• Wear appropriate shoes

If you have to evacuate a plane, you want to be wearing the right kind of shoes.

While you can wear flip-flops on a plane and might sound like a good idea when you’re flying somewhere hot and sunny, but if you want to increase your chances of surviving a plane crash, wear more appropriate shoes.

You’ll have a much better chance of evacuating an aircraft if you don’t have to run over sharp debris and fire in flip-flops or high heels.

  • Avoid certain airlines and planes

We go in much more detail in our What Airline Has Had the Most Crashes article, but, in short, the data tells us that some airlines and planes have been involved in more crashes compared to others.

You might therefore want to avoid flying with certain airlines and on certain planes.

  • Pay attention to the safety presentation

If you’re like most people, you probably don’t pay too much attention to flight attendants during the preflight safety briefing.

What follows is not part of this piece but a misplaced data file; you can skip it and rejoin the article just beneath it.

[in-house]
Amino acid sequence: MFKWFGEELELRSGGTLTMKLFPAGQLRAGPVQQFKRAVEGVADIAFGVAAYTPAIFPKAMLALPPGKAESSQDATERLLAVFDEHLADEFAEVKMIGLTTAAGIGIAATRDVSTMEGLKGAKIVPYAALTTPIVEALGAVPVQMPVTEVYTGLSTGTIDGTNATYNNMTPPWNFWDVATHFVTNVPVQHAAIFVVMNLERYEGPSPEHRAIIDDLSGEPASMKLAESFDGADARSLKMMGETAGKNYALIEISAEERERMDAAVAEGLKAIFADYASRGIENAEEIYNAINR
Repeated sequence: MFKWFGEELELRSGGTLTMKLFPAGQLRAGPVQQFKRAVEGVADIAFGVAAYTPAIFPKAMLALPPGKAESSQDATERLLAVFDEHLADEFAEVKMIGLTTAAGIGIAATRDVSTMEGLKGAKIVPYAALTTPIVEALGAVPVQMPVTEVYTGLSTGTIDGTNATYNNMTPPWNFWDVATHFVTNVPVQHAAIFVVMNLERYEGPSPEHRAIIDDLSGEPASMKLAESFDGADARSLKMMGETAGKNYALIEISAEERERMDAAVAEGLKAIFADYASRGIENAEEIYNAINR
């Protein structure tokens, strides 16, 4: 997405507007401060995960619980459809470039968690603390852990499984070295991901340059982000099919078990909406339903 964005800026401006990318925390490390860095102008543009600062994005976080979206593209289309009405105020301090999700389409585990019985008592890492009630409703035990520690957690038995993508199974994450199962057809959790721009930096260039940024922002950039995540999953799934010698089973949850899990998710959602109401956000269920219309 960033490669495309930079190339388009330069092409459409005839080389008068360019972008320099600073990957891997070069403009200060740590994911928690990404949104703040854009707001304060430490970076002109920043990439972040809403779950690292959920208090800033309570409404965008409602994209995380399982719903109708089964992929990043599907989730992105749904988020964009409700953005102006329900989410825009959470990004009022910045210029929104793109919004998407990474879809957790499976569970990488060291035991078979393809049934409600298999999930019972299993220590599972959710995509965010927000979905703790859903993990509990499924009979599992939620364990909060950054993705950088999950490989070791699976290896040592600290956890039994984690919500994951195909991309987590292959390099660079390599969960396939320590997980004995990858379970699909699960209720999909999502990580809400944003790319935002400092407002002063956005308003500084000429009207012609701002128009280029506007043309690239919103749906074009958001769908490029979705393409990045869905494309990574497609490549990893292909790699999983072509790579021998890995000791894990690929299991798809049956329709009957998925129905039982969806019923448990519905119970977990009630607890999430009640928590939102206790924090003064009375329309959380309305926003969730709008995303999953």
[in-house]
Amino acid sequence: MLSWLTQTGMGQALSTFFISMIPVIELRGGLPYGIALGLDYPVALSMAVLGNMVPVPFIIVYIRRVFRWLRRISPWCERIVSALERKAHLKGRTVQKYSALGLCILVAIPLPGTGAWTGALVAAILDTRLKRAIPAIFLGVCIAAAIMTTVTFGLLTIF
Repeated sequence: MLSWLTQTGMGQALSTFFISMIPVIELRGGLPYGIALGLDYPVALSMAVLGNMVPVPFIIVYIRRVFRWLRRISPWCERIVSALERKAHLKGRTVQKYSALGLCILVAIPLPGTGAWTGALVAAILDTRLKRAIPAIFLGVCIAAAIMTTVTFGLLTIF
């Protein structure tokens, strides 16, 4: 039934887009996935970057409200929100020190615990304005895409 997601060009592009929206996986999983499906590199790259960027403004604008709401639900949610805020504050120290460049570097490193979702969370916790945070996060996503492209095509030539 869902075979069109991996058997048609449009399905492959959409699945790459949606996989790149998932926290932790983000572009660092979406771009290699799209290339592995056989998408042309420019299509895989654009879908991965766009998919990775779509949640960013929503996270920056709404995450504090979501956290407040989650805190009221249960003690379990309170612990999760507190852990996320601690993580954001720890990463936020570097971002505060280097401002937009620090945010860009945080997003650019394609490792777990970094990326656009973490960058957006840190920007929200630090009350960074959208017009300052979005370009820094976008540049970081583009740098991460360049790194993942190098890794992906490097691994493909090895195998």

However, paying attention for a few minutes can be critical in you knowing what to do in the event of a crash and saving your life.

Dying in a Plane Crash is Unlikely to Be Painful

A plane crash can result in survival, a quick death or a slow, painful one.

It depends on the plane’s size, its speed on impact, and whether the plane crashed on land or sea.

In a high-impact crash or when a plane breaks up in the sky, the death is usually very quick and painless.

If a plane crashes, the passengers onboard are still conscious, and circumstances show very little chance of survival, the death could be terrifying, and it will feel like an eternity until the inevitable happens, though this rarely happens.

Ella Dunham, a Freelance Travel Journalist and Marketing Manager, boasts an impressive career spanning eight years in the travel and tourism sectors.

Honored as one of "30 Under 30" by TTG Media (the world’s very first weekly travel trade newspaper), a "Tour Operator Travel Guru" and "Legend Award" winner, Ella is also a Fellow of the Institute of Travel, a Member of the Association of Women Travel Executives, has completed over 250 travel modules, and hosts travel-focused segments on national radio shows where she provides insights on travel regulations and destinations.

Ella has visited over 40 countries (with 10 more planned this year).